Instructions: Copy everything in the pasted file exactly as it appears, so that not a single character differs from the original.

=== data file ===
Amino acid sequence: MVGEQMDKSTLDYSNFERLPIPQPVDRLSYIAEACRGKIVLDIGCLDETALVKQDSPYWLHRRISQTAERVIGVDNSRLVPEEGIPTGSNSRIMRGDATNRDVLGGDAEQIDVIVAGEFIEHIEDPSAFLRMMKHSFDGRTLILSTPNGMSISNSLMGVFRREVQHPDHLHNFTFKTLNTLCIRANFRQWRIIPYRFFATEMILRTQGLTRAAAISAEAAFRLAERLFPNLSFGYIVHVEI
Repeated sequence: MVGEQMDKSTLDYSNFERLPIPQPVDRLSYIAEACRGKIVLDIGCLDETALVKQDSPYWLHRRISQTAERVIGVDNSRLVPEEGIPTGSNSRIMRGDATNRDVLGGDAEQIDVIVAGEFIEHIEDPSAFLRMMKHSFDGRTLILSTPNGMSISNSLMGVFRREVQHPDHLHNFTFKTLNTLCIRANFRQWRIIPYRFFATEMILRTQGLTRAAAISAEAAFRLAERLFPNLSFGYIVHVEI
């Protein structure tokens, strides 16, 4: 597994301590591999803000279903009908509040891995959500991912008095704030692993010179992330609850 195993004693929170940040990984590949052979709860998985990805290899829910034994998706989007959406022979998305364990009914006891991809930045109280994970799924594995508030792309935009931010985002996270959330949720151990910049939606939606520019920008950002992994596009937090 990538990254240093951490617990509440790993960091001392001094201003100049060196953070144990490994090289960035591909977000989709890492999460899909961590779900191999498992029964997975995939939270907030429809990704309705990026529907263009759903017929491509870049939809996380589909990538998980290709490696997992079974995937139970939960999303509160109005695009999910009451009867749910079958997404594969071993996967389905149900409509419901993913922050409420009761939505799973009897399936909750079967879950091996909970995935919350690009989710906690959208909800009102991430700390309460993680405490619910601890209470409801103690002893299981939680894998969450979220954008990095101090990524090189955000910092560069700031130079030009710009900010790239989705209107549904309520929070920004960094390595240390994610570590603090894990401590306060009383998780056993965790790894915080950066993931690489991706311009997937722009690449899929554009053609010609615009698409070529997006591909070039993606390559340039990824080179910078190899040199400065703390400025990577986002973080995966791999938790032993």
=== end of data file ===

Amino acid sequence: MVGEQMDKSTLDYSNFERLPIPQPVDRLSYIAEACRGKIVLDIGCLDETALVKQDSPYWLHRRISQTAERVIGVDNSRLVPEEGIPTGSNSRIMRGDATNRDVLGGDAEQIDVIVAGEFIEHIEDPSAFLRMMKHSFDGRTLILSTPNGMSISNSLMGVFRREVQHPDHLHNFTFKTLNTLCIRANFRQWRIIPYRFFATEMILRTQGLTRAAAISAEAAFRLAERLFPNLSFGYIVHVEI
Repeated sequence: MVGEQMDKSTLDYSNFERLPIPQPVDRLSYIAEACRGKIVLDIGCLDETALVKQDSPYWLHRRISQTAERVIGVDNSRLVPEEGIPTGSNSRIMRGDATNRDVLGGDAEQIDVIVAGEFIEHIEDPSAFLRMMKHSFDGRTLILSTPNGMSISNSLMGVFRREVQHPDHLHNFTFKTLNTLCIRANFRQWRIIPYRFFATEMILRTQGLTRAAAISAEAAFRLAERLFPNLSFGYIVHVEI
């Protein structure tokens, strides 16, 4: 597994301590591999803000279903009908509040891995959500991912008095704030692993010179992330609850 195993004693929170940040990984590949052979709860998985990805290899829910034994998706989007959406022979998305364990009914006891991809930045109280994970799924594995508030792309935009931010985002996270959330949720151990910049939606939606520019920008950002992994596009937090 990538990254240093951490617990509440790993960091001392001094201003100049060196953070144990490994090289960035591909977000989709890492999460899909961590779900191999498992029964997975995939939270907030429809990704309705990026529907263009759903017929491509870049939809996380589909990538998980290709490696997992079974995937139970939960999303509160109005695009999910009451009867749910079958997404594969071993996967389905149900409509419901993913922050409420009761939505799973009897399936909750079967879950091996909970995935919350690009989710906690959208909800009102991430700390309460993680405490619910601890209470409801103690002893299981939680894998969450979220954008990095101090990524090189955000910092560069700031130079030009710009900010790239989705209107549904309520929070920004960094390595240390994610570590603090894990401590306060009383998780056993965790790894915080950066993931690489991706311009997937722009690449899929554009053609010609615009698409070529997006591909070039993606390559340039990824080179910078190899040199400065703390400025990577986002973080995966791999938790032993």